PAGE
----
Tuesday, November 28, 2017

Better route planning: view Google Maps as OpenCPN charts

The issue with navigation charts

Like many fellow cruisers, I can't think of tools I regard as more indispensabile than my navigation charts and OpenCPN, my favorite chart plotter and navigation software. Both definitely fall in the category of "don't leave port without them". 

The problem with navigation charts (and navigation software in general) is that:
  • They do not offer visual clues as to how the location will actually look like. So they are great for ...well...navigation, but are somewhat lacking when it comes to planning a route and choosing among a number of potential destinations along the way.
  • They are sometimes not up to date: new structures (dock, bridges etc) may have been added since the chart was last updated. 
  • In some cases, they may not be 100% accurate. 
On the last point, I was recently reminded of how charts in developing countries may be affected by significant offsets while cruising in beautiful Baja California, where some charts were last compiled long before GPS became available, and were off by as much as a mile in a few cases!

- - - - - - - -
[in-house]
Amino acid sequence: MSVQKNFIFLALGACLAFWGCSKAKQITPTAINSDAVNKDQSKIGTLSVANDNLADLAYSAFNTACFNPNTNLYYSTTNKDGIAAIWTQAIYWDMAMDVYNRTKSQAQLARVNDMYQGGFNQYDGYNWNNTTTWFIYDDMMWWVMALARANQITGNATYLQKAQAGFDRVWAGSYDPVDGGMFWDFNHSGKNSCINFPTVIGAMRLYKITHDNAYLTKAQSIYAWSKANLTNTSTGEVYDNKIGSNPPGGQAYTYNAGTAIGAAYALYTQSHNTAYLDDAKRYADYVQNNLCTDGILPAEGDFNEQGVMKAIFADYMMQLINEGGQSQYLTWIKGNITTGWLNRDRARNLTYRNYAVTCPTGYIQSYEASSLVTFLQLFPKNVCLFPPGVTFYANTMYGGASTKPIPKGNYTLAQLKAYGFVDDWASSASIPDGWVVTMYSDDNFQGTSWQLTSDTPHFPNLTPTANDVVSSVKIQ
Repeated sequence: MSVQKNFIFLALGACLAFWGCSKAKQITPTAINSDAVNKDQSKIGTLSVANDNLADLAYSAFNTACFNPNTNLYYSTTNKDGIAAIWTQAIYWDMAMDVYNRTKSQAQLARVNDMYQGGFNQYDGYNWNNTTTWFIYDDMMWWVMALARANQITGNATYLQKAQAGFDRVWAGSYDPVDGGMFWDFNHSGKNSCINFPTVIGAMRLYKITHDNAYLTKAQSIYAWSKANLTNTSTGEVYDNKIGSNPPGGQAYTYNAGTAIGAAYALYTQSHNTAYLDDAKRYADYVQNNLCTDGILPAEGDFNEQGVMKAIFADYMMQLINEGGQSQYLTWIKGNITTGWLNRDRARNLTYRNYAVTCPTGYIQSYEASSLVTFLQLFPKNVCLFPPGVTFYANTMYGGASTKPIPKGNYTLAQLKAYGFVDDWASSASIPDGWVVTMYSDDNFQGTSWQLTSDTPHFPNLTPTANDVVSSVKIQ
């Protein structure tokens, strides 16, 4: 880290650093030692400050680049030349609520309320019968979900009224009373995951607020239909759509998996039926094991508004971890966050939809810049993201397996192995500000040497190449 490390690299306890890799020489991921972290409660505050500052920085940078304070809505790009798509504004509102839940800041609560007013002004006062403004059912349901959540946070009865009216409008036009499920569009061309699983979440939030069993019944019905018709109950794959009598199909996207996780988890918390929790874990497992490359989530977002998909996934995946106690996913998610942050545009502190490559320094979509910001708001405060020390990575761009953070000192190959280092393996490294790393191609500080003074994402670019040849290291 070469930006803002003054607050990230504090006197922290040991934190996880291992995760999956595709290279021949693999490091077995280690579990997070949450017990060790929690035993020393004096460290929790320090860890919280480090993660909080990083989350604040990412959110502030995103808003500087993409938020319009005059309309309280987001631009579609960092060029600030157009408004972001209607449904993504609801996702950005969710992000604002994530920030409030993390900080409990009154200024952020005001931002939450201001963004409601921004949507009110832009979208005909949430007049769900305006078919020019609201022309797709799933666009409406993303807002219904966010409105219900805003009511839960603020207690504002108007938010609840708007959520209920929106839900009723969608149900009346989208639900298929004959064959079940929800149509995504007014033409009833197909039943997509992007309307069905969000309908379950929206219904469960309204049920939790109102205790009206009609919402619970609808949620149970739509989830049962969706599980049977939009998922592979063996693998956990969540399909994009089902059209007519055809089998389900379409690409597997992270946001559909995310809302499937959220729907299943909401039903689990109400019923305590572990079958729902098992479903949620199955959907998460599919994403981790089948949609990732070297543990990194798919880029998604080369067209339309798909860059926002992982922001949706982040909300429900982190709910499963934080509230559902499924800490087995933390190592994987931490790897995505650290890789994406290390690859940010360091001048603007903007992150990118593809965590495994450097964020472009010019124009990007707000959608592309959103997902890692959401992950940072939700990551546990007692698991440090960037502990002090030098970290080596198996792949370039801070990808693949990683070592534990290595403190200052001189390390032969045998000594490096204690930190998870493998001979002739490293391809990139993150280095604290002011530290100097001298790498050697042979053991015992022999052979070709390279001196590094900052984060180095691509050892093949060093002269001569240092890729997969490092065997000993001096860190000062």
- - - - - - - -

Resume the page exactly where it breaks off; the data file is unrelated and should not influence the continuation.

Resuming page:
So I found myself using Google Maps as a way to complement my route planning exercises. And then I started asking myself: what if there was a way to view Google Maps (particularly the satellite images) right within OpenCPN? And perhaps save them to my hard disk so that I didn't have to depend on Internet connectivity?

Complementing navigation charts with Google Maps

While not designed for navigation, Google Maps are becoming an important compendium to route planning, working side by side with traditional navigation charts. Satellite imaging provides a great way to see how our destination actually looks like: how wide is the beach by the anchorage? Is the land covered in vegetation? Are there any unsightly buildings or industrial facilities in plain view from the anchorage?

Of course, we could always fire up our browser and go to maps.google.com to take a look. But what if we have no Internet access, as in most cases when cruising?

Enter a new feature in squidd.io: downloading google satellite images for any of the thousands of destinations in a format that is compatible with OpenCPN, and can be viewed offline and superimposed to other raster (.kap) navigation charts.   Maps can be downloaded at different levels of zoom: from highly detailed small scale charts for a specific marina or anchorage, to large scale charts covering entire regions.

How to import Google Maps into OpenCPN

Downloading and importing a Google Map into OpenCPN in .kap format is extremely easy:
  1. Navigate to the location you are interested in on sQuidd.io. (for instance,  the Treasure Island anchorage shown in the image above, in the San Francisco Bay) . I find it very convenient to do this directly from within OpenCPN using the squiddio plugin.